"It's very Borderlands," my colleague Martin Gaston said after watching me play some of the Destiny alpha. It was a sentiment that was echoed by others, too. The way that, as you shoot enemies, numbers indicating the damage you're doing appear. The way you level up and unlock new skills depending on your chosen class. The way you find chests of loot in the world. Of course, Borderlands didn't invent these ideas--it just applied existing concepts, from action role-playing games like Diablo to first-person shooters. And Destiny is bringing at least a few innovations of its own to this subgenre. You see other players in the world, for instance, aside from those you might be grouped with. And there are public events that you have the option to join, such as cooperating with other players to take down a formidable spider tank. There are loot and experience rewards for participating in these events, but you can also safely ignore them and do whatever you want to do.
The serious, sad, yet hopeful tone of Destiny is also a far cry from the backwoods comedy of Borderlands, and potentially from most shooters, though it's hard to get a strong sense of this from the very limited slice of the game the alpha gave me access to. As I entered a zone in Old Russia, my little floating technological companion, voiced by Peter Dinklage, commented poignantly on the area's history. His words were supported by elements in the landscape, like the towering rockets with multiple space shuttles strapped to them, relics from a time when humankind was able to venture into the stars in great numbers. If Destiny is able to pull me in when the full game is released, it will be because it successfully creates a universe I want to explore.
That's not to say that the gameplay component of Destiny is bad. It just feels standard and expected, and I'm concerned that enemy AI may not have the complexity that made encounters in Bungie's Halo games feel so tactical and rewarding. Playing as a titan striker (a melee-focused subclass), I was often able to walk right up to enemies who made little attempt to evade me or fight back and just clobber them, which felt good because the striker's blows feel so powerful, but I wanted encounters I had to think about more. My companions and I did encounter more challenging enemies, but the challenge largely stemmed from the fact that they were higher-level than we were, so they dealt more damage and absorbed more damage.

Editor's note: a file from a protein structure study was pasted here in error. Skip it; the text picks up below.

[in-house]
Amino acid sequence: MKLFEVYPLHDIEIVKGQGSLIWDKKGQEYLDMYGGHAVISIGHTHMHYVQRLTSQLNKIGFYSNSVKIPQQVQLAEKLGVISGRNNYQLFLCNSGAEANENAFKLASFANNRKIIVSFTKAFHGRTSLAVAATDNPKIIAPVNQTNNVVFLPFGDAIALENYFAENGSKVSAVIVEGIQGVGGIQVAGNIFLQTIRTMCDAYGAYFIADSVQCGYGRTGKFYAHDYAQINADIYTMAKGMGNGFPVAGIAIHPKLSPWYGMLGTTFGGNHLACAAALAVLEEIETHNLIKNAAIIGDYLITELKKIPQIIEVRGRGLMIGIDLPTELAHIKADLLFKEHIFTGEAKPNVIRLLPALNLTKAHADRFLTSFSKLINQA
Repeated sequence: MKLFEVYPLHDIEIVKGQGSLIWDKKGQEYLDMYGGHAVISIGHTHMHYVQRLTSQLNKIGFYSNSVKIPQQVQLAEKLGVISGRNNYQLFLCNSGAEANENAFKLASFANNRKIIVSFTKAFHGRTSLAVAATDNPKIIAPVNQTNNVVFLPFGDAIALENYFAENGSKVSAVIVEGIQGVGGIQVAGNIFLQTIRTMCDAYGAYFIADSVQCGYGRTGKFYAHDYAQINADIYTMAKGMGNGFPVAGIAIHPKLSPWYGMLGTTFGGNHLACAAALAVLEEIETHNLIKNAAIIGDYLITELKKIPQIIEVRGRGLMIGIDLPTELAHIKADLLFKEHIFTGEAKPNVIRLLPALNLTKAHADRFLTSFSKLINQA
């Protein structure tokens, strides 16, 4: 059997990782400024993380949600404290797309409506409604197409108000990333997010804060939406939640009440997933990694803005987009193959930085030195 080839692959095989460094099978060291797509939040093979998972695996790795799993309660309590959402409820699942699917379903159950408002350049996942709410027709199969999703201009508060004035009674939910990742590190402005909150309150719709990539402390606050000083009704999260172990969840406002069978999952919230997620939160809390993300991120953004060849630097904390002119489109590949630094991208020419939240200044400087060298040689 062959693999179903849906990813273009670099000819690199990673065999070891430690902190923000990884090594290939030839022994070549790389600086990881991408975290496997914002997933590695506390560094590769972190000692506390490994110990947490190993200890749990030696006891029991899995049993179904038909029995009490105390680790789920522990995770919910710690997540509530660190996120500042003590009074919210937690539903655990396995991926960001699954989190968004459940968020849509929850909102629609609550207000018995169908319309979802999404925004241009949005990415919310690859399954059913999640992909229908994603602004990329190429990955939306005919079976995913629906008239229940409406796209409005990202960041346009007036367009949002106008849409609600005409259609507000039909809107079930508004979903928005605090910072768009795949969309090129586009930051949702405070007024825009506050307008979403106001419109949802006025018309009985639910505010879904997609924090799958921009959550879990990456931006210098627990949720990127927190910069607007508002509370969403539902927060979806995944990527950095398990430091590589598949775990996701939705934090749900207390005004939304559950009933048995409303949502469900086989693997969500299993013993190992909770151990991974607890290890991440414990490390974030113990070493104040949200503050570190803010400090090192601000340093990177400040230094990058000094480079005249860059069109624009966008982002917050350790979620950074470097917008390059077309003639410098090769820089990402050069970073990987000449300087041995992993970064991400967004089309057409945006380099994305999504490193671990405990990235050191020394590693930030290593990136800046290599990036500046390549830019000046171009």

In between excursions to Old Russia, I spent time looking around the tower, the social hub where the camera switches to a third-person perspective, and where, as in many massively multiplayer online role-playing games, I saw other players putting their dance emotes to the test. Here, I was able to pick up bounties that awarded me for completing specific challenges, both in PvE play (kill 100 enemies with precision damage) and in PvP play (defeat 20 guardians with your melee attack). I visited the crucible to engage in some PvP combat. In the alpha, all PvP play has teams fighting for control of points around the map. Level 8 is the highest level you can reach in the alpha, and PvP play had players of any level from 4 to 8 fighting with each other. Since you bring your weapons and your abilities with you into PvP, it's not clear how the action might be balanced to prevent higher-level players with more powerful gear from having an unfair advantage.
Bungie is showing off Destiny here at E3 2014, so we'll be bringing you more about the game very soon.